To honor the upcoming anniversaries of three deadly disasters that claimed the lives of 17 NASA astronauts over the years, the space agency will host its annual Day of Remembrance ceremony at Arlington National Cemetery in Virginia today (Jan. 25).
This time of year is always somber for NASA, with the anniversaries of the Apollo 1 fire, the explosion of the space shuttle Challenger and the loss of the space shuttle Columbia all happening over the span of just five days.
These tragic accidents occurred decades apart, and the fact that their anniversaries are so close together is just a coincidence. Every year, NASA takes this depressing streak of anniversaries as an opportunity to honor all of the lives that have been lost over the course of its human-spaceflight program. [Fallen Heroes of Space Exploration: A Memorial (Gallery)]
During today's ceremony, NASA acting Administrator Robert Lightfoot and other senior officials will lead an observance starting at 10:25 a.m. EST (1525 GMT) followed by a wreath-laying ceremony at the Tomb of the Unknown Soldier.
"Various NASA centers also will hold observances on and leading up to the Day of Remembrance for the public, employees and the families of those lost in service to America's space program, including Johnson Space Center in Houston and Marshall Space Flight Center, in Huntsville, Alabama," NASA officials said in a statement.
At Kennedy Space Center in Florida, the Astronauts Memorial Foundation will host a ceremony in which daughters, sons and widows of the fallen astronauts will speak. Astronaut Eileen Collins, NASA's first female space shuttle commander, will also speak at this event. Members of the public are welcome to attend.
NASA TV will not broadcast these events, but those who cannot attend can learn more about the Day of Remembrance in a special multimedia presentation that the agency published online this week.
The three tragedies
The first fatal accident to ever befall NASA astronauts happened before the crew members even made it to their scheduled launch date. On Jan. 27, 1967, during a prelaunch rehearsal test about a month before their planned launch, a fire erupted inside the Apollo command module. Trapped inside were all-star astronauts Gus Grissom, Ed White and Roger Chaffee.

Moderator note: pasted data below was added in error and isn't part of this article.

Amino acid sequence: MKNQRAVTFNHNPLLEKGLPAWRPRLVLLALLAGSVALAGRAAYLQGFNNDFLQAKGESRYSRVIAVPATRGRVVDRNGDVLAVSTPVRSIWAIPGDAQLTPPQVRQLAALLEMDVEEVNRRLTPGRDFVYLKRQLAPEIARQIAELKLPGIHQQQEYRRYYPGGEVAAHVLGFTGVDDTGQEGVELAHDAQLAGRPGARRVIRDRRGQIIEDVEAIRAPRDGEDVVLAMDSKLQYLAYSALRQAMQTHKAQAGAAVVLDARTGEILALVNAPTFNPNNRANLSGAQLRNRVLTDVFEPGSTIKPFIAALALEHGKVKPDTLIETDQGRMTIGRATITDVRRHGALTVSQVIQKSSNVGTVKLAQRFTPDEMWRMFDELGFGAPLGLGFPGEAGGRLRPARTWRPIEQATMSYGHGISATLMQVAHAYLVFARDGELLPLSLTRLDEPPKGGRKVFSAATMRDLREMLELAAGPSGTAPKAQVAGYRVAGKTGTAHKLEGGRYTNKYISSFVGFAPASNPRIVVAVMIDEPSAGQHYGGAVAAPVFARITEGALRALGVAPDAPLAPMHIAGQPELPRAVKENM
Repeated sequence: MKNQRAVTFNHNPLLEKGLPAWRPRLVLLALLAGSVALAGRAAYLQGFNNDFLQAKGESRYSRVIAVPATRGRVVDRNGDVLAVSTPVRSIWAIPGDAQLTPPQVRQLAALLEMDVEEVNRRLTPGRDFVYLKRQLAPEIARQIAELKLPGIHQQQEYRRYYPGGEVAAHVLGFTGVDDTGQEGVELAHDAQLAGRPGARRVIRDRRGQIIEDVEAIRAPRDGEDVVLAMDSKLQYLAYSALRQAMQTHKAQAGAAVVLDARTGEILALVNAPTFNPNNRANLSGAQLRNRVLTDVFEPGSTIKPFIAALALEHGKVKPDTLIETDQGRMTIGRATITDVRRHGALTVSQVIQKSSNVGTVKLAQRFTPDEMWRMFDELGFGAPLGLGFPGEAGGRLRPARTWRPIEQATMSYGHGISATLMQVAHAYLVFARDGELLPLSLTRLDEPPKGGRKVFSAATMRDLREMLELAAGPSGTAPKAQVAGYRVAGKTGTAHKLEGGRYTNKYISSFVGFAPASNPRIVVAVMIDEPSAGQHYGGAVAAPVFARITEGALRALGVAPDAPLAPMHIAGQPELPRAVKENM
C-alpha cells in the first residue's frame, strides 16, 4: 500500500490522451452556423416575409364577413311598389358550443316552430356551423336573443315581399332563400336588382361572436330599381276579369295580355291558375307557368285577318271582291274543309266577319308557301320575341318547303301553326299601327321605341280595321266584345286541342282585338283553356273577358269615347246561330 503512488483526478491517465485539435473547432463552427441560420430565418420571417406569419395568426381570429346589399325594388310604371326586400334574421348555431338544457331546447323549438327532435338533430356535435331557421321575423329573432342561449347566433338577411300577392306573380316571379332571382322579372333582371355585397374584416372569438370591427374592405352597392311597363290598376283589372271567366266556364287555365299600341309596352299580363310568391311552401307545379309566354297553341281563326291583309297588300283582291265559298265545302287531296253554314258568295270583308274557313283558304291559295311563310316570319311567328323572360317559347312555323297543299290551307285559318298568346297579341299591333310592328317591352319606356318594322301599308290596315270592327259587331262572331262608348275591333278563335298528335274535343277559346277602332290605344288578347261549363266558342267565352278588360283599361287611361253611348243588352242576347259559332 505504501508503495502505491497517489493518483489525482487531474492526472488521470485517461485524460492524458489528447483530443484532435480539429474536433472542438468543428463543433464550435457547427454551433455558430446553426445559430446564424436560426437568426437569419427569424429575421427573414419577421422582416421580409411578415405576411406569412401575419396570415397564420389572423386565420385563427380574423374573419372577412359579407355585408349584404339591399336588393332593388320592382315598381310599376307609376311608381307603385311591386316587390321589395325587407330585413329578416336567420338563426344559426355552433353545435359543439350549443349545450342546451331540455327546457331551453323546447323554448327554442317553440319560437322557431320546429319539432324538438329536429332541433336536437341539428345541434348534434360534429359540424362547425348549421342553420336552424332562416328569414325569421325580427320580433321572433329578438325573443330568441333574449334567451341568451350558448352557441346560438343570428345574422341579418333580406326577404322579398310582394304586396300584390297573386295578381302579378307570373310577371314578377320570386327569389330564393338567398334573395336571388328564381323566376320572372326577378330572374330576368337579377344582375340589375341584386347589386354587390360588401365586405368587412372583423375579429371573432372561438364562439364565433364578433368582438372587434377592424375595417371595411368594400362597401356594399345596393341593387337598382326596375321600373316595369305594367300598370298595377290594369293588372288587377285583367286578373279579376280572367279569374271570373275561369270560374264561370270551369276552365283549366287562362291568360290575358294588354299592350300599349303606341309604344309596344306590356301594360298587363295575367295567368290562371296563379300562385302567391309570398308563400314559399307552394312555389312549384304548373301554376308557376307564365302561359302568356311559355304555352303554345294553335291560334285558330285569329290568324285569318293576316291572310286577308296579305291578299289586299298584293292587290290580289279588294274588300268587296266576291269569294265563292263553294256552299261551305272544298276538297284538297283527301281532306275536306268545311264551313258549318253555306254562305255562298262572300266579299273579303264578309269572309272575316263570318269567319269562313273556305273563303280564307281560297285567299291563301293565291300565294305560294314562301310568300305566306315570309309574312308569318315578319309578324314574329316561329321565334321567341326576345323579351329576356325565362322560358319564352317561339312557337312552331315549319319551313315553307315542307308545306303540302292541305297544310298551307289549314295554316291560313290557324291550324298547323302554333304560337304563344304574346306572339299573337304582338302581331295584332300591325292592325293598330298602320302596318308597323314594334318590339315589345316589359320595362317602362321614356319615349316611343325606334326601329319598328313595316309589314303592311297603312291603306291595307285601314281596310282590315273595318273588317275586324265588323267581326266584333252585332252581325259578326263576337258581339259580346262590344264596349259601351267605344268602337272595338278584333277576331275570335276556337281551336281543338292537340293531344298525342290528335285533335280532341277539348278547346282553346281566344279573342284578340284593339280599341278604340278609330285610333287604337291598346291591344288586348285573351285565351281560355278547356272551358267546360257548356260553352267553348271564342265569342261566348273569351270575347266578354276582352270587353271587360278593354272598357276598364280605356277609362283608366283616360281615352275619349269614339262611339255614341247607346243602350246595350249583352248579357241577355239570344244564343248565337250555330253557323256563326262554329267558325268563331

Investigators later determined that the cause of the fire was totally preventable and was rooted in flaws in the spacecraft's design. An electrical spark started the fire, and combustible materials inside the spacecraft — combined with a pure-oxygen atmosphere — caused the fire to spread rapidly. The doors of the command module were built to open inward, which prevented the astronauts from opening the door as fire consumed the spacecraft. [Photos of the Apollo 1 Fire: NASA's First Disaster]
Then 19 years later, tragedy struck again. On Jan. 28, 1986, the space shuttle Challenger exploded 73 seconds after lifting off from Kennedy Space Center. All seven crewmembers (five NASA astronauts and two payload specialists) were killed as the shuttle disintegrated over the Atlantic Ocean. Investigators once again blamed the accident on design flaws. Specifically, a device known as an O-ring, which was designed to separate the sections of the rocket booster, had failed due to cold temperatures on the morning of the launch.
NASA made design changes after the Challenger disaster in an attempt to make the space shuttle safer. Seventeen years passed before the next fatal space shuttle disaster. On Feb. 1, 2003, the space shuttle Columbia broke apart as it returned to Earth after a two-week mission, killing the seven-person crew. This time, a piece of foam had broken off the shuttle's external fuel tank during launch and collided with the shuttle's left wing, damaging the heat shield. This didn't seem deadly at first — only when the spacecraft re-entered Earth's atmosphere did the extent of the problem become apparent.
Every time NASA has experienced tragic loss of human life during spaceflight missions, the agency has taken time to re-evaluate and redesign its spacecraft in order to prevent more tragedies like these from happening again. But spaceflight is inherently dangerous, and as all three of these incidents illustrate, potentially catastrophic issues are most easily recognized through hindsight.
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Hanneke Weitering is a multimedia journalist in the Pacific Northwest reporting on the future of aviation at FutureFlight.aero and Aviation International News and was previously the Editor for Spaceflight and Astronomy news here at Space.com. As an editor with over 10 years of experience in science journalism she has previously written for Scholastic Classroom Magazines, MedPage Today and The Joint Institute for Computational Sciences at Oak Ridge National Laboratory. After studying physics at the University of Tennessee in her hometown of Knoxville, she earned her graduate degree in Science, Health and Environmental Reporting (SHERP) from New York University. Hanneke joined the Space.com team in 2016 as a staff writer and producer, covering topics including spaceflight and astronomy. She currently lives in Seattle, home of the Space Needle, with her cat and two snakes. In her spare time, Hanneke enjoys exploring the Rocky Mountains, basking in nature and looking for dark skies to gaze at the cosmos.